The last period of T32 funding was accompanied by growth in the presence of Aging Research with 5 Program Project, mainly translational, ~3 fold increase in number of investigators, ~3 fold increase in NIA funding, and the recruitment of scientist in the field to leadership positions at Einstein. During, this last period of T32 funding has been a success fudging the quality of candidates, heir scientific and academic achievement and in training 35% minorities. For this competitive renewal application for the Aging Training Grant, we propose a new approach to training that encompassesfour programmatic foci: Metabolic Syndrome of Aging (leader and PI of this grant, Barzilai);Cognitive Function in Aging (leader, Lipton);Role of Genes in Exceptional Longevity (leader, Vijg);Autophagy - Immunosenescence (leader, Cuervo). Ofthe original group of mentors, Drs. Barzilai, Brownlee, Charron, Cuervo, Etgen, Hawkins, Kitsis, Lipton, Mehler, and Bantoro continue with active NJAfunding, have mentored trainee, and/or continue to have unique access to trainees. Trainers new to this application include Bergman (systems biology of aging), Chua (neural genetics for analysis of aging metabolism), Crandall (heart risk in older adults with diabetes, Czaja (autophagy impairment in aging), . Morrow, (genetics of aging.) Pessin (new director of the Einstein Diabetes Center and research on the role of AMPK in longevity), Suh (genetics/functional genomics of aging), Verghese (neurology [frailty, mobility] of aging), Vijg (genome instability and aging), Zukin (epigenetic reprogrammjng of genes relevant to aging). Predoctoral trainees (3 slots) are drawn from the diverse applicant pool through the graduate division and there are two entry level Ph.D. postdoctoral trainees, and two M.D. trainees at the 5 or 6 year level. Didactic education includes typical lab, departmental, and university-wide training activities, as well as those available through the Institute for Aging Research and the four program projects related to aging, and is strengthened with added 30 hours course on the Biology of Aging for our Graduate school, and which will be taken by any trainee in our program. Training Grant participants gain state-of-the-art research training, enabling them to embark on careers involving research in aging and aging-related diseases.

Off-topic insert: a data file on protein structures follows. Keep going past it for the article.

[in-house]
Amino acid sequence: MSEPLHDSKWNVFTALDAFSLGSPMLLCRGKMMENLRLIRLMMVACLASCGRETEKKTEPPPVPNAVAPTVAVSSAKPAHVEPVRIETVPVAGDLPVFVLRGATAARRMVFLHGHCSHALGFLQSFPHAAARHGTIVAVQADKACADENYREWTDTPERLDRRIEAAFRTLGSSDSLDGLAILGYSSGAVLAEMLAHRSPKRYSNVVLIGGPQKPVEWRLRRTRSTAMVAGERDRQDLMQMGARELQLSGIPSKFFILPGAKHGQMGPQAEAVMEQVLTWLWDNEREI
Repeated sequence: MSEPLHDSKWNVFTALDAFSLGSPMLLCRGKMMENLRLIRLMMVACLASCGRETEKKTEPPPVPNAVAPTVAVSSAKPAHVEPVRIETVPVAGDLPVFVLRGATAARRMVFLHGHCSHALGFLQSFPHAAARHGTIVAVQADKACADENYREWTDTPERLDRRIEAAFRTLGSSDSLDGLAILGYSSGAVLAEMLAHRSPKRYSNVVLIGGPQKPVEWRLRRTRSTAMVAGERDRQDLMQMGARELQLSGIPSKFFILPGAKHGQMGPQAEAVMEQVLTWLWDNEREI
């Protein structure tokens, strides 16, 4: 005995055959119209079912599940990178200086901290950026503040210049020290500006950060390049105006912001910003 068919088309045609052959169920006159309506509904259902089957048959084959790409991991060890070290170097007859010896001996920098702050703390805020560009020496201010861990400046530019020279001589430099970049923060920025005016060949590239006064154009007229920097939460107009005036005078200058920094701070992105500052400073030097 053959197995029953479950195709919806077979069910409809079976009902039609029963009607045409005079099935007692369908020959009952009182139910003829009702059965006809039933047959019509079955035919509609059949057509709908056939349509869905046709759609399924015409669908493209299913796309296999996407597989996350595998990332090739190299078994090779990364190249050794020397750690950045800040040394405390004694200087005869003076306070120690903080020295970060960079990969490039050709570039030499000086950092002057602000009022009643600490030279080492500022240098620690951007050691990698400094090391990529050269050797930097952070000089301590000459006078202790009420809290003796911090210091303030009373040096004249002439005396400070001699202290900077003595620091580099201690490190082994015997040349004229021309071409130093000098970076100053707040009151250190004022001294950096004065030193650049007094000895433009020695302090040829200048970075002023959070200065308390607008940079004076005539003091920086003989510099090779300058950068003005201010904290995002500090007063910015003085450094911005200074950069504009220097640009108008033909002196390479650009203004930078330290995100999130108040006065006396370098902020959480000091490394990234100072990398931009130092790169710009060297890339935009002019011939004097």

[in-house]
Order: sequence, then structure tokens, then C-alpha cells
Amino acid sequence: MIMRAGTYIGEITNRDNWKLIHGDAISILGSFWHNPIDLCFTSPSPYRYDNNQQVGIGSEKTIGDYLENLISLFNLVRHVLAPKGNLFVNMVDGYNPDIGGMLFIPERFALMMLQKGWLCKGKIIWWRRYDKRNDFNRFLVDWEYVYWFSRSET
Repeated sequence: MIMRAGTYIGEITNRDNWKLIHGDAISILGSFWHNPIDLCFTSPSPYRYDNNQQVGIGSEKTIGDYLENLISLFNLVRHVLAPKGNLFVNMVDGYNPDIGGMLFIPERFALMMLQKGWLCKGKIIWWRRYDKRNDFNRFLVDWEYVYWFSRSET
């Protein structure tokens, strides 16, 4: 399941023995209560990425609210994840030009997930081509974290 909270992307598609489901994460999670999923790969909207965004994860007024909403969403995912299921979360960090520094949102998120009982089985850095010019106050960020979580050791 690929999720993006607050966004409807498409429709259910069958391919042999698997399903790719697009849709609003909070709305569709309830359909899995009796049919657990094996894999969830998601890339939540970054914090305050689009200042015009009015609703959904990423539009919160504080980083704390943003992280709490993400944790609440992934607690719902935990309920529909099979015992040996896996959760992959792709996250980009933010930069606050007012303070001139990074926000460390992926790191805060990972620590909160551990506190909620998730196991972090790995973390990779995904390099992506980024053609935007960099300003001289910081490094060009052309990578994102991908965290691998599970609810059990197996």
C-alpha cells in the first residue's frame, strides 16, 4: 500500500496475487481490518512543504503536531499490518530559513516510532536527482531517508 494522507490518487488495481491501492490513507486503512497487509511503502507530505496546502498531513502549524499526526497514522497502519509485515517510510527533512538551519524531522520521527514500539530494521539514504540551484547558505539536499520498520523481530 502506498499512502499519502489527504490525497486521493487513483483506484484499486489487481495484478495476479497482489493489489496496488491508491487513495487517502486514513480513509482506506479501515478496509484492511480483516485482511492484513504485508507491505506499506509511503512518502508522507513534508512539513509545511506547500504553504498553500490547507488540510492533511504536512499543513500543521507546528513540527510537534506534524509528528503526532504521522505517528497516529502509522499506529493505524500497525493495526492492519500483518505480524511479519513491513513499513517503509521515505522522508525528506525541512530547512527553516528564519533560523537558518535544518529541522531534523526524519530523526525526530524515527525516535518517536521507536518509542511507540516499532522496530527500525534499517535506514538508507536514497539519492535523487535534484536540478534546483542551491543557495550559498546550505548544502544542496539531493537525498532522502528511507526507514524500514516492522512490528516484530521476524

Public Health Relevance

Aging research is increasingly important in modern society as the typical lifespan increases due to improvements in health care and nutrition. Aging-related disease has gained increased attention due to improved longevity in populations worldwide. Progress in this area will only be realized by engaging in basic and translational research, bringing the knowledge to the bedside with the focus on finding strategies for preventing or treating aging and ag e-related diseases

National Institute of Health (NIH)
National Institute on Aging (NIA)
Institutional National Research Service Award (T32)
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Special Emphasis Panel (ZAG1-ZIJ-7 (J4))
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Velazquez, Jose M
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Albert Einstein College of Medicine
Internal Medicine/Medicine
Schools of Medicine
United States
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